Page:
How Do You Shop For An Engagement Ring?

You want me to spend WHAT?!

Call me unromantic, but I've never really understood the point of a huge engagement ring: Who, exactly, is determining that I should spend 15% of our yearly income on a ring? And why? To prove how much money I make, or how valuable I'd be as a life mate? It strikes me as the precise opposite of love to declare it with something that can be pawned. And the diamond itself is a ridiculous thing: Why are they valuable? Simply because other people say so?

Okay! Now that I have that off my chest, I can write, with a somewhat clearer conscience, about this infographic, detailing the basics of buying an engagement ring. The entire enterprise is bullshit--but hey.

Engagement-Ring-Infographic

[Click to enlarge]

Maybe the two most ridiculous stats in this entire thing are that the average engagement ring costs $5,500 and the industry as a whole is growing at an 8.6% growth rate. Given that inflation these days is close to zero, that means that -- despite all this dreadful economic news, despite the financial crisis, despite the calamitous debt levels carried by American households -- we're spending more and more on metal bands with shiny rocks attached to them. (Not to mention luxury goods.) And how is all this growth happening when marriage, as an institution, is becoming more and more irrelevant?!

Of course, income isn't actually growing these days, so if the engagement ring industry is growing so fast, it makes sense that the rule of thumb for how much you spend on a ring must have changed a bit. Where you used to hear about two months' salary all the time, now this infographic is saying it's 1.5 months:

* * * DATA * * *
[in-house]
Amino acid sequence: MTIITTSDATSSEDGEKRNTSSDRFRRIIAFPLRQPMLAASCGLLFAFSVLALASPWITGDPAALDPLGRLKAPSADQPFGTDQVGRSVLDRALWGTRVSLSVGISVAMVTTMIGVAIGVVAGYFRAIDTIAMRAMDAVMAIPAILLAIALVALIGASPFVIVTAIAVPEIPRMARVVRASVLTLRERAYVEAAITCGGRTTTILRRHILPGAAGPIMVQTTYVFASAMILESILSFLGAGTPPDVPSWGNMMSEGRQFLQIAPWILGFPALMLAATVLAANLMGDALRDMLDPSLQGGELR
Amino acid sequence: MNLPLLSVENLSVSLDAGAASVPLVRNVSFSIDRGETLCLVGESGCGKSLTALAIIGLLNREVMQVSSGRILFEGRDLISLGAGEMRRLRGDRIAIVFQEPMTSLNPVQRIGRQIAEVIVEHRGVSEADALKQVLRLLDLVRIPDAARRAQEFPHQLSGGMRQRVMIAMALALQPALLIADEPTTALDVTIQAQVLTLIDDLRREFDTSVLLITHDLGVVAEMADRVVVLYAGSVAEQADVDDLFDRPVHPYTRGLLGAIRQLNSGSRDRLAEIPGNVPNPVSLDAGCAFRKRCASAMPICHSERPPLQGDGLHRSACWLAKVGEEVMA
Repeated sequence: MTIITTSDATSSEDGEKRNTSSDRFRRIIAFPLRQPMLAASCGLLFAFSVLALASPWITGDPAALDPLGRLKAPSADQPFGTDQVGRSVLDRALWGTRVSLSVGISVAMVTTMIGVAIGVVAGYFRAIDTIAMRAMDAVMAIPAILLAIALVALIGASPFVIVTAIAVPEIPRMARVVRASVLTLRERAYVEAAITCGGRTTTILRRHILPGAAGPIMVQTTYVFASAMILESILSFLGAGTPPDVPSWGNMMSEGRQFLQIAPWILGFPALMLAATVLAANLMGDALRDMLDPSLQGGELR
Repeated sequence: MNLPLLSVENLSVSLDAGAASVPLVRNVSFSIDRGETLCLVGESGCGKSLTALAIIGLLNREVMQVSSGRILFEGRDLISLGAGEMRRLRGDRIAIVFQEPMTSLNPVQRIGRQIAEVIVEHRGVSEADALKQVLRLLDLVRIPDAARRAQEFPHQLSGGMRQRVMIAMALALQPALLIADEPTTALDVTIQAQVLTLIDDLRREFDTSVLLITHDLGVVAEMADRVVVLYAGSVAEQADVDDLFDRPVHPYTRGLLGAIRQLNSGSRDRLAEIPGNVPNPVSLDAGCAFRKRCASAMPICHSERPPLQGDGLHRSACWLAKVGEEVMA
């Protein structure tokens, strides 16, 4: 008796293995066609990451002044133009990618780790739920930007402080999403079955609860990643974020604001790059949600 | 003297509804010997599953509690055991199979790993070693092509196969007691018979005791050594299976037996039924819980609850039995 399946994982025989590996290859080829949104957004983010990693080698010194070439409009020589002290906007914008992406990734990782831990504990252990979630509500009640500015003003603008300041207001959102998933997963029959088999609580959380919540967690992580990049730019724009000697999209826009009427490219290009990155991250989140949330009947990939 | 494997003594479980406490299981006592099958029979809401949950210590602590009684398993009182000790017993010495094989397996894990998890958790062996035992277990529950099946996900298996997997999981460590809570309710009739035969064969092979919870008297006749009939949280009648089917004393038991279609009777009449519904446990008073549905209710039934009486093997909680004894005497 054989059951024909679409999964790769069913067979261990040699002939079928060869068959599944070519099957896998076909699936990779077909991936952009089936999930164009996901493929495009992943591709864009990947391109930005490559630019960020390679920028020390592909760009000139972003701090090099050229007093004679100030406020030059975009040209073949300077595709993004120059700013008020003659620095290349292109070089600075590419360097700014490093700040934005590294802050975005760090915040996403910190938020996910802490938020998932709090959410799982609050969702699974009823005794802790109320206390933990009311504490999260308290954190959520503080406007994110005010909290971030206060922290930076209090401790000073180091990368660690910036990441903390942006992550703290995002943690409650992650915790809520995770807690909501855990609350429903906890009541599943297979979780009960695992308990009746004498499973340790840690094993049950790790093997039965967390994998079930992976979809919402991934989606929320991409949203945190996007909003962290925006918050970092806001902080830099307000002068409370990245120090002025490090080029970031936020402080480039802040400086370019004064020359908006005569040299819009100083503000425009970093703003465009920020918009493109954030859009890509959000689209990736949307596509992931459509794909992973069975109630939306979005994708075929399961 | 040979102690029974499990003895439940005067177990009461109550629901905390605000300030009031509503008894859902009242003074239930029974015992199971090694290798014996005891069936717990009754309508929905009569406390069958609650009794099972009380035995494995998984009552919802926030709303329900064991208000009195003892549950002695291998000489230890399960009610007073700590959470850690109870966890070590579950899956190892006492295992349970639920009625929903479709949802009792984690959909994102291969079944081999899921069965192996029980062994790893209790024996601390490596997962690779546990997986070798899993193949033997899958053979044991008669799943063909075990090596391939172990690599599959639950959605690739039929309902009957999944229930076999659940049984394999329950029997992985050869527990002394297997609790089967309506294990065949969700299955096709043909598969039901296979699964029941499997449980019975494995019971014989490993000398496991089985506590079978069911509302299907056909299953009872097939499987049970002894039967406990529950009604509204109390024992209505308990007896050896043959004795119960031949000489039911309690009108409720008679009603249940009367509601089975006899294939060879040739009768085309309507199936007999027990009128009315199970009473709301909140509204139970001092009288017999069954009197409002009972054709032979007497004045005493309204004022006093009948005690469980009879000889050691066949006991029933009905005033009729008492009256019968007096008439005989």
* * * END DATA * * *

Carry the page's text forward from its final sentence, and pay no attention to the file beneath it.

Engagement-Ring-Infographic-2

My bad: I just threw up in my mouth.

[Top image by I Love Butter]

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10 Comments

  • Alicia Hanson

    Cliff,
    I am a graphic designer, jewelry designer and silversmith.  I am married, and do not wear diamonds.  I do create custom made engagement bands and anniversary rings that are unique and affordable (without diamonds or any stones typically).  I think the whole diamond industry is corrupt, and I think the you must spend 15% of your year salary is a marketing gimmick created by the jewelry industry to validate and create a demand for a controlled substance aka diamonds.  My recommendation is put some of your creativity into working with a local artisan to create a unique piece that your bride will cherish.  If the diamond demand is not there the inflated price drop.  And the true symbolism of a wedding band will shine through.  The ring is of course a
    circle and this was the symbol of eternity for the Egyptians as well as
    many other ancient cultures. It had no beginning and no end, like time. It returned to itself, like life; and the shape was worshiped in the form of the Sun and the Moon. The hole in the center of the ring is not just space either; it is important in its own right as the symbol of the gateway, or door; leading to things and events both known and unknown.

    By the way, nice work on the info graphic.

  • karen wyon